What If There’s No Other Shoe to Drop?
A big, huge shoe dropped out of the sky two and a half years ago. I saw it coming. I knew it was hanging above my head by a frayed piece of string for over a year. It was only a matter of time before the string gave way and this shoe with the word “divorce” written on it landed on my head.
I have lived the last few years under the assumption that the shoe that fell on my head had a partner. It loomed over me and would wait for just the right moment when I felt like everything was okay before starting its plummet.
This, of course, is no way to live your life. It sucks all the joy out of the good moments of your life and robs you of the ability to enjoy them. When we live like this, we became guarded and brace ourselves for what we feel in our hearts will eventually happen. That joy will be crushed.
I’ve spent a lot of time clearing dust, making new paths, and celebrating anything and everything that was worth getting even remotely excited about. Sometimes, that worked for me.
There were small things like having a wonderful conversation sitting next to a stranger while eating dinner. There were big things like paying off every cent of debt I had.
Sometimes, it didn’t work for me. A romantic interest that sparked a shred of life in me blew up like a fireball. The car I just paid off had three major issues shortly after that last payment was made. Still, I never felt despair. I’ve trained for this.
It occurred to me: what if there was no other shoe? What if the shoe already dropped and completely missed me? What if I was too busy wondering when it was going to fall that I missed the fact that it wasn't over me any more? What if there never was another shoe?
I’ve never been a hand-wringer. Worst-case scenarios are not something on which I dwell. I have, however, carried a low key fear of “what-if.” It’s that small amount of anxiety that is just enough to jolt you up in the middle of the night but not enough to keep you up for hours.
As a result, I’ve been a “low risk, low return” person. I put out there as little as I needed to or could and resigned myself that I should be grateful for whatever return on my measly investment came along. My expectations were just as low.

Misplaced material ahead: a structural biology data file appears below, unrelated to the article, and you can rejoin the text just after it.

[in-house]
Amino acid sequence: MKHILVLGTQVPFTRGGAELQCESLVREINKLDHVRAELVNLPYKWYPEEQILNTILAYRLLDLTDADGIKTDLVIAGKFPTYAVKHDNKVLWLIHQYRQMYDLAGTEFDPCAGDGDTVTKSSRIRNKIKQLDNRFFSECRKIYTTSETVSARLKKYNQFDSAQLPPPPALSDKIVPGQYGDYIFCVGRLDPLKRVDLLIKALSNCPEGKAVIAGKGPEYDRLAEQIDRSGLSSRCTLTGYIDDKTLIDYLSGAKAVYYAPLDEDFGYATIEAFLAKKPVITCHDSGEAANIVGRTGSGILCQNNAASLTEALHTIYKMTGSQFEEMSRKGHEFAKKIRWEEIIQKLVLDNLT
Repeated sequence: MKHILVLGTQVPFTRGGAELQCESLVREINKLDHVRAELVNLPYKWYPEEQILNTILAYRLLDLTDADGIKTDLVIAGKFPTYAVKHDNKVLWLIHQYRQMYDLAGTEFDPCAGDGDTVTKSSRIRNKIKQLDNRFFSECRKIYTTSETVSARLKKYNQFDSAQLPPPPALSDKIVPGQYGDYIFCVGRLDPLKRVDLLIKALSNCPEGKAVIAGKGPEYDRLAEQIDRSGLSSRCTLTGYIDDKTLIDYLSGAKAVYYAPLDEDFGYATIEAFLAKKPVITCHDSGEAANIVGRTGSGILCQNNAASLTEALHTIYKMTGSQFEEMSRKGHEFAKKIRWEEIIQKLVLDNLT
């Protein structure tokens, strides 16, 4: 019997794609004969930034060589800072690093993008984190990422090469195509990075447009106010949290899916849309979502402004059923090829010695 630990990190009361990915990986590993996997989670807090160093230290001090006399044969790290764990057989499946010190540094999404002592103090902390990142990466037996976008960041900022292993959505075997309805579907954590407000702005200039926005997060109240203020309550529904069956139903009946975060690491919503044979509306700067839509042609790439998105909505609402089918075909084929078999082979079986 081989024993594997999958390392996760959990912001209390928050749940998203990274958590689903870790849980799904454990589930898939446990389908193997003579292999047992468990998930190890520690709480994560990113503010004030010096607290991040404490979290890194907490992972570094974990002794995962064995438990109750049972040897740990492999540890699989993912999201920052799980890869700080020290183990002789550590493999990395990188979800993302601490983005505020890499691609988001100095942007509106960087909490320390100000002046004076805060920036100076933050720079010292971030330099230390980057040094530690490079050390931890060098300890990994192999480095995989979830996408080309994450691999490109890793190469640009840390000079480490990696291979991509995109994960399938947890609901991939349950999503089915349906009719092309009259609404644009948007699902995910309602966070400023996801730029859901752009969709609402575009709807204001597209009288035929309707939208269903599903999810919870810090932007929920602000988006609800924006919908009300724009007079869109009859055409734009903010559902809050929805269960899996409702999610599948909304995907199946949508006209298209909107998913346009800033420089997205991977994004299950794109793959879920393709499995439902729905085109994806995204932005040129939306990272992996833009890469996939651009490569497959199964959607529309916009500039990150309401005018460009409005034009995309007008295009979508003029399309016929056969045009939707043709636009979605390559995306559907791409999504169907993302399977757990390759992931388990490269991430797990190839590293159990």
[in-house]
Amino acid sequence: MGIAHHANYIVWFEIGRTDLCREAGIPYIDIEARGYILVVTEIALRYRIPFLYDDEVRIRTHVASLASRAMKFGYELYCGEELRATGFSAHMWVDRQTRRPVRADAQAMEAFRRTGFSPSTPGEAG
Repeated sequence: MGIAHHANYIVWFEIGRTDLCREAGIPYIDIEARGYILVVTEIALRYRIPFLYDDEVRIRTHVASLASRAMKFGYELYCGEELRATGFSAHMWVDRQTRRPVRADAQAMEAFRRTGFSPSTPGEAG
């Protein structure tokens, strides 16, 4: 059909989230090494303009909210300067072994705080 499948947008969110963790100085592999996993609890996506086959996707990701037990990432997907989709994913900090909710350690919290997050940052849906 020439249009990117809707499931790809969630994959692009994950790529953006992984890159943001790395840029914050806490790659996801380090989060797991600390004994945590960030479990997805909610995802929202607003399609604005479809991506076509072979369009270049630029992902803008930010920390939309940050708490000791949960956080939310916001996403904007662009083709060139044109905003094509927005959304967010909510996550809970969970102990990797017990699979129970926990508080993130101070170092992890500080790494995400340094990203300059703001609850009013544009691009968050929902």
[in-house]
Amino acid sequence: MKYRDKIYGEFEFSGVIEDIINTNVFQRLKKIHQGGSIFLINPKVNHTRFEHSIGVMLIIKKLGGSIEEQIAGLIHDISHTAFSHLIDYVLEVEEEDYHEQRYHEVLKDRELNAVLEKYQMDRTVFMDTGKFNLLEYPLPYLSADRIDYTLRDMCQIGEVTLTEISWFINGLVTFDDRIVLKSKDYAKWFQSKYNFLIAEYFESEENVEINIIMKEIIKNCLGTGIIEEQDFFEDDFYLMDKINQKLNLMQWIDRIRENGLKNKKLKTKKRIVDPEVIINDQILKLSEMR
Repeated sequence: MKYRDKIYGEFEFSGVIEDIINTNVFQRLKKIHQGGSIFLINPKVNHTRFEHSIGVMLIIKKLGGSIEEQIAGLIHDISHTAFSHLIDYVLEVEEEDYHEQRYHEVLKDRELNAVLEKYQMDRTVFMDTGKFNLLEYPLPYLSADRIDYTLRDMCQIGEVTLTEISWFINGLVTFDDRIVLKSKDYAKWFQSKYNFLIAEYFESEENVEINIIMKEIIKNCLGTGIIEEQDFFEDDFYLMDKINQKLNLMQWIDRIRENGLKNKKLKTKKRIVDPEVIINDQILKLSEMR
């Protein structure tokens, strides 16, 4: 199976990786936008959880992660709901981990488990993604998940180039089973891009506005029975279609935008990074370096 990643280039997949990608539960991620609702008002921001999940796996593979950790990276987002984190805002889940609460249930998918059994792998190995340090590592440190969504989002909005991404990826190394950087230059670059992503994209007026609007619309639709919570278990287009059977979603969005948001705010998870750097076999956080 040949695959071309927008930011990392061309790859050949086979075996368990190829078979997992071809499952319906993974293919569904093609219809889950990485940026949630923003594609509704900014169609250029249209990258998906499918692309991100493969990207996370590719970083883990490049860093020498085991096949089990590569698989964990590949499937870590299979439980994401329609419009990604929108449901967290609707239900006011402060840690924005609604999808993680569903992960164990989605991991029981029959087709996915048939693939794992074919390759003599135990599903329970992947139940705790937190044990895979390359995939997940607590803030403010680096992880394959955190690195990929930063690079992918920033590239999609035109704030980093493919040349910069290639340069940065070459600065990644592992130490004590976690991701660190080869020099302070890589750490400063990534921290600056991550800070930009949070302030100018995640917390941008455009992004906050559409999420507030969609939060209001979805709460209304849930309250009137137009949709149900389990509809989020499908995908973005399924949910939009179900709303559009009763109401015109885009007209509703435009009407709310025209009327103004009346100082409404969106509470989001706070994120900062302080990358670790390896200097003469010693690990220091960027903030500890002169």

Eventually, the inevitable happened: I wanted more. I deserved more. I am demanding more. The jump that needed to be made was clear. Invest more. When you put more skin in the game, you want more back. Enter “high risk, high return.”
I may not be able to control whether there’s a shoe above my head but I can control how the idea of it affects me. When this happens, it takes power away from the shoe and gives the power to me instead.
It’s a chosen mindset. I can choose to let the fear of some transparent object that may not even be real guide my decision making or I can choose to do what I feel could be immensely good for me, knowing that joy could be fleeting.
Increased risk increases opportunity. Opportunity can bring loss but it can bring tremendous joy. Why would I not choose joy? It all goes back to fear.
Fear is the Devil’s playground. Fear is what keeps us in our lane and keeps us from moving forward living our life on our own accord.
This is my life. It belongs to me. Fear can’t have it.
I like looking up and seeing a clear sky above me. What I like even better is knowing that I moved everything out of the way on my own to be able to see it. We owe this to ourselves and we owe it to the people we take risks for.
Let’s stop telling ourselves that the job we want to go out for is beyond our reach. The person we admire would never want to mentor us. The piece of land we’ve dreamed of isn’t something we should make an offer on.
Instead, let’s use some common sense and our hearts instead of fear. If you need me, I’ll be over here with a glass of wine entertaining the best-case scenario.
*I don’t know when this optimism showed up, but I hope it stays a while:
What It Took For Me to Be a Happy Single Person
I don’t mean content. I don’t mean not frustrated. I mean happy.